Hey sorry Bryan,
I didn't see that RipVanWinkle wrote this comment. I also didn't want to instigate a desktop environment war or even a desktop/distro war. And I also didn't say that I find it a good idea that gOS changed his desktop environment to GNOME -- this is their problem (if ever it is a problem). But when you want to hear my opinion: I find it a good idea to change to GNOME but I wonder why there must be a new Ubuntu-Clone. I like the diversity of Linux distributions, so everyone can install the distro which suits the best for ones wishes but I really don't see the sense of making distro clones...
So, if RipVanWinkle is still online, please read comments 26ff!!!
37 • RE 35 (by moondowner on 2008-02-11 19:02:05 GMT from Macedonia)
I'm hoping that Joe "Zonker" will do a good job, which will affect povitively to the open source community, and to openSUSE as well. Novell did made some strange deals with Microsoft, but the only deal I'm afraid is the one made with Turbolinux and Mandriva by Microsoft. And another thing, the soul of open source cannot be sold :) If U sell a software, automaticaly it isn't open source :) And everyhing released under GNU, GPL, LGPL etc is permanently open source. Apple adopted open source, Google did also, and they started to prosper, the only thing left is Microsoft to adopt this ideology :) There's a new era coming on, and not all players will get the green benjamins :)
38 • Benchmarking desktop environments (by Bryan Siegfried on 2008-02-11 19:08:08 GMT from United States)
This is an article by Michael Larabel of Phoronix running ubuntu, kubuntu, and xubuntu through their paces on some basic benchmarks. The performance is fairly similar. Although they pose xubuntu may run better on older hardware, I don't see that Phoronix has done part 2 of these benchmarks yet.
39 • RE 38 : tehre is a straightforward way to compare RAM greediness (by Dbrion on 2008-02-11 19:18:49 GMT from France)
As qemu or VMplayer can limit the emulated system RAM ressource, and as Mandriva2008.1 (beta) offers many desktops (I bet other distr do/will do) the easiest way is to install a virtual Mandriva (anyway : it is a beta: no trouble with real install) , *without swap file* (if it crashes, it will be sooner) and to make her doing a real task such as compiling huge c++ programs (or treating huge pictures) and wait untill it starves...
There was no difference as I tried it (but perhaps am mistaken) between Xfce, GNome and KDE and the real improvement I noticed was with ICEwm... (Mandriva 2008.1 and likely -to day or next time- others offers these desktops as a choice before starting....). One may be sure that exactly the same apps are launched (!= x,y,zUBU)
40 • zen , @13 (by Daniel on 2008-02-11 20:43:23 GMT from Germany)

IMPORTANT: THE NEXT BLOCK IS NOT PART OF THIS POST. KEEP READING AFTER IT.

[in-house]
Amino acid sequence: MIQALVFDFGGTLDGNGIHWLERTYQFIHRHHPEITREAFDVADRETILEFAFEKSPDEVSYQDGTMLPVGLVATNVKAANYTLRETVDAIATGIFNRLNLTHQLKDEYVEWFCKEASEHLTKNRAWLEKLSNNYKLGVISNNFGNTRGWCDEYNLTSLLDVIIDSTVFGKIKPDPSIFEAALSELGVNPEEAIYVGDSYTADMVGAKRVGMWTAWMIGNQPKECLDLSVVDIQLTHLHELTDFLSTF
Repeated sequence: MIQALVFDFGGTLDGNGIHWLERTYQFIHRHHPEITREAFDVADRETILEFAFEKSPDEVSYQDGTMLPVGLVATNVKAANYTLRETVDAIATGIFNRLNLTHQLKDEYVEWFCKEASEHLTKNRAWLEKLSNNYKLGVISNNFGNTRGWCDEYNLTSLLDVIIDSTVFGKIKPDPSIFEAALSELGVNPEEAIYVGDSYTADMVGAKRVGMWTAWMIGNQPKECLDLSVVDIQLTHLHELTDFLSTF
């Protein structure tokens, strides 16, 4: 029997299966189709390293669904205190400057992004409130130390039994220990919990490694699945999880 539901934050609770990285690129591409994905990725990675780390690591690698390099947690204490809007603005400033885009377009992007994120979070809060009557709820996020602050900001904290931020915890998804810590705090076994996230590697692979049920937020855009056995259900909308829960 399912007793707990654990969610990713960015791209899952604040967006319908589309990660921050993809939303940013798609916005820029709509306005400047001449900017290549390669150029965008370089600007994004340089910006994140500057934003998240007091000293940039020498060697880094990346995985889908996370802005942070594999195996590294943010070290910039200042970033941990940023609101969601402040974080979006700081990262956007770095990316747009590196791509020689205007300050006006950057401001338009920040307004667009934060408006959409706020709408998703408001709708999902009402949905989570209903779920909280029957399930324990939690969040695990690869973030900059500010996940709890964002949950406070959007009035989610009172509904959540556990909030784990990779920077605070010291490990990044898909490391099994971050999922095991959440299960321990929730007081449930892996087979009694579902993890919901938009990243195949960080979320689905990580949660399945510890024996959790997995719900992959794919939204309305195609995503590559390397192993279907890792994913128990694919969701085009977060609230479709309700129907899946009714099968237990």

Zen works relly well and fast. With the repositories im a little unimpressed.
@13 Im trying Arch at the moment too. Im loving the packagemanagement (pacman, abs and aur). Really fast.
41 • 20 (by Anonymous on 2008-02-11 20:48:47 GMT from United States)
The GPL says they have to provide source. Period.
Or don't you have the GPL translated to your language? It does not say you are free to disregard the parts you think are inconvenient.
This need not be discussed: Zenwalk is in violation of the GPL and they have no rights regarding redistribution of the software.
Doesn't matter if you call someone a troll for asking, the Zenwalk distro is still illegal. Please forward questions on the GPL to the FSF.
42 • No subject (by werner , in Cayenne on 2008-02-11 21:33:32 GMT from France)
At least in the European Union, and also in countries libe Brazil, the Consumer's Laws forbid any forced link of merchantils, no matter if billed or gratis. When the GPL try to force the distribution of binary codes together with source code, making the legality of one of them conditioned on the other, then the GPL is illegal in these countries. Because of this, zenwalk is not illegal.
Open Source a d Free software birth from a certain idea. We have to see that the previous 'economists' or dictators are not substituted by new ones -- which as the history shows then often have the tendency to become worser even. In the open source branche are all kinds of abuses , of corrupt people which want to rule us; it's important to perceive this
43 • Re: 42 - Zenwalk and the GPL (by vzduch on 2008-02-11 22:03:52 GMT from Germany)
«At least in the European Union, and also in countries libe Brazil, the Consumer's Laws forbid any forced link of merchantils, no matter if billed or gratis. When the GPL try to force the distribution of binary codes together with source code, making the legality of one of them conditioned on the other, then the GPL is illegal in these countries.»
Werner, you'd be right if people were forced to _take_ the source code together with the binary programmes. Fact is that they are not. The only obligation here is for the vendor (here: the distributor) to _offer_ the source code along with the binaries.
No one user is in any way forced to download the source code if he/she doesn't want or need it.
44 • @33 (by Warp0 on 2008-02-11 22:25:57 GMT from United States)
Did you follow the instructions for persistence on the pendrivelinux site? I haven't tried it but it appears pretty simple.
45 • Consumer Laws (by Haha on 2008-02-11 22:44:23 GMT from United States)